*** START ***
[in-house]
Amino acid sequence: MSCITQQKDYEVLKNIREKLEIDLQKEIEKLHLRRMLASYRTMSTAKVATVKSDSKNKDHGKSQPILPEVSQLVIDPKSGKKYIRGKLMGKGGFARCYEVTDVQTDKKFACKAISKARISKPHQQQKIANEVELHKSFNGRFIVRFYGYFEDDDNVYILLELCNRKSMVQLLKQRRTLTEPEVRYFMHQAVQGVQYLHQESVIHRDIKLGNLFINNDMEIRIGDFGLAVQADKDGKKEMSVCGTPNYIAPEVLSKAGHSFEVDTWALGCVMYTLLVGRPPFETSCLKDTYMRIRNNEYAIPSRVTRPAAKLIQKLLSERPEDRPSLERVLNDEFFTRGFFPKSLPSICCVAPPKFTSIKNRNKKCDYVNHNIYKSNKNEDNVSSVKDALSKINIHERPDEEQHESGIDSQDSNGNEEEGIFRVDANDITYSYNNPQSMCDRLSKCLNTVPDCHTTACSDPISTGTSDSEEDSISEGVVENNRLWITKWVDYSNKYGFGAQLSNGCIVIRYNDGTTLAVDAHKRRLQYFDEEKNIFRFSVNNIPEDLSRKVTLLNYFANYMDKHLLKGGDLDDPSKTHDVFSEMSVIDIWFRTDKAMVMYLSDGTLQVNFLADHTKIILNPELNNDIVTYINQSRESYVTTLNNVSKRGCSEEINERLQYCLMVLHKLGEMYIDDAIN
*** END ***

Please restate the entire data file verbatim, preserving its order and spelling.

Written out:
[in-house]
Amino acid sequence: MSCITQQKDYEVLKNIREKLEIDLQKEIEKLHLRRMLASYRTMSTAKVATVKSDSKNKDHGKSQPILPEVSQLVIDPKSGKKYIRGKLMGKGGFARCYEVTDVQTDKKFACKAISKARISKPHQQQKIANEVELHKSFNGRFIVRFYGYFEDDDNVYILLELCNRKSMVQLLKQRRTLTEPEVRYFMHQAVQGVQYLHQESVIHRDIKLGNLFINNDMEIRIGDFGLAVQADKDGKKEMSVCGTPNYIAPEVLSKAGHSFEVDTWALGCVMYTLLVGRPPFETSCLKDTYMRIRNNEYAIPSRVTRPAAKLIQKLLSERPEDRPSLERVLNDEFFTRGFFPKSLPSICCVAPPKFTSIKNRNKKCDYVNHNIYKSNKNEDNVSSVKDALSKINIHERPDEEQHESGIDSQDSNGNEEEGIFRVDANDITYSYNNPQSMCDRLSKCLNTVPDCHTTACSDPISTGTSDSEEDSISEGVVENNRLWITKWVDYSNKYGFGAQLSNGCIVIRYNDGTTLAVDAHKRRLQYFDEEKNIFRFSVNNIPEDLSRKVTLLNYFANYMDKHLLKGGDLDDPSKTHDVFSEMSVIDIWFRTDKAMVMYLSDGTLQVNFLADHTKIILNPELNNDIVTYINQSRESYVTTLNNVSKRGCSEEINERLQYCLMVLHKLGEMYIDDAIN